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Before Islam
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Arab decline
     The hidden centuries

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The hidden centuries: 12th - 19th century

For a long while, beginning in the late Middle Ages, the Arabs play a less prominent role in the Middle East than has been the case in the early centuries of the caliphate. In the 12th century the defence of Islam against the crusaders is led not by an Arab but by a Kurd, Saladin. The caliphate in Baghdad, long under the effective control of the Seljuk Turks, is brought to a brutal end in the 13th century by the Mongols. The entire region of the Middle East is overrun by the Ottoman Turks in the early 16th century.

The Arabic language remains central to Islam, because the Qur'an must always be studied in its original divinely inspired form. But the Arabs as a group are excluded from their previously central role in Muslim affairs.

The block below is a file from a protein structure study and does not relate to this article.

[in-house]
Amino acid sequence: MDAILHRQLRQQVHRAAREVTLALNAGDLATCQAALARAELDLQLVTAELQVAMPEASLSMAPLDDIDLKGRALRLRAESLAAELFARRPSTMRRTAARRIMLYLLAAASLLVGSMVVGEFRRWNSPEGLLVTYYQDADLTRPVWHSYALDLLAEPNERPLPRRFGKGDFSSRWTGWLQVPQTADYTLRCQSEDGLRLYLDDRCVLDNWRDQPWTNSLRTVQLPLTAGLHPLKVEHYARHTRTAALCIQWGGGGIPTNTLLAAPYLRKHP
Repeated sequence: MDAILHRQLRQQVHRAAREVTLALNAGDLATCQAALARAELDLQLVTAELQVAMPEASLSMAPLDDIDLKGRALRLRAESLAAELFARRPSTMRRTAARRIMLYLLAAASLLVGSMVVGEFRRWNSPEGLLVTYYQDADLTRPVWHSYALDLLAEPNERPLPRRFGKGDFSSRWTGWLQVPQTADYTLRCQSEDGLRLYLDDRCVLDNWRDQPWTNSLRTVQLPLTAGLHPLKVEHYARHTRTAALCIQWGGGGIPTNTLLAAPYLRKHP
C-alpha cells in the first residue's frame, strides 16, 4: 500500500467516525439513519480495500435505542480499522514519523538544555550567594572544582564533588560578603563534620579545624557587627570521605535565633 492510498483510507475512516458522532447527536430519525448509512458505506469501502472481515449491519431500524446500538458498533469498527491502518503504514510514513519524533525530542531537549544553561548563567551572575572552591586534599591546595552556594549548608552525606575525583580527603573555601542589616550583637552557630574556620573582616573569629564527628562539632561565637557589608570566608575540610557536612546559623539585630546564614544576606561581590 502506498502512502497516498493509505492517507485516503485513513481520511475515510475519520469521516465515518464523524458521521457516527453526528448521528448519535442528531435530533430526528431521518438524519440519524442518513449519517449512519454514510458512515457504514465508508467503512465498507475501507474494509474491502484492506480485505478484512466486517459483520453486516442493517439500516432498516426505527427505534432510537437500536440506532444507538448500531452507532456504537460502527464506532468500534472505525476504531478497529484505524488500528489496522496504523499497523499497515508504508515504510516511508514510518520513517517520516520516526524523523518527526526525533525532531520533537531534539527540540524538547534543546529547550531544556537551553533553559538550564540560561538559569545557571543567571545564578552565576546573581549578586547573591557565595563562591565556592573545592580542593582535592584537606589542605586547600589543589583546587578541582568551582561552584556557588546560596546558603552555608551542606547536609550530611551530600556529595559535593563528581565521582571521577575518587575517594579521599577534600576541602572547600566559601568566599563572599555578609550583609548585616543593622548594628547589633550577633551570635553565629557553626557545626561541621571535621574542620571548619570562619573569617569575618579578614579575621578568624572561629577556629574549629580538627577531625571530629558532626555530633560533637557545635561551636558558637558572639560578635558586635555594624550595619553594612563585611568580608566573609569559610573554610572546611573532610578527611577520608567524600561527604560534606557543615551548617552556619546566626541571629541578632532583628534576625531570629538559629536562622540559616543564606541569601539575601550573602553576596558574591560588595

A measure of this change can be seen in the contemporary words for Muslims in the languages of outsiders. They are known either as Saracens (the term used by the crusaders, the original meaning of which in uncertain) or as Moors - people from Morocco, reflecting the importance in medieval Europe of the Berber dynasties in Spain.

Not until the 20th century, with the collapse of the Ottoman empire, will the Arabs recover the dominant position in the Middle East which was theirs in the first centuries of Islam.


Continue the story of the Arabs with the First World War.


This History is as yet incomplete.


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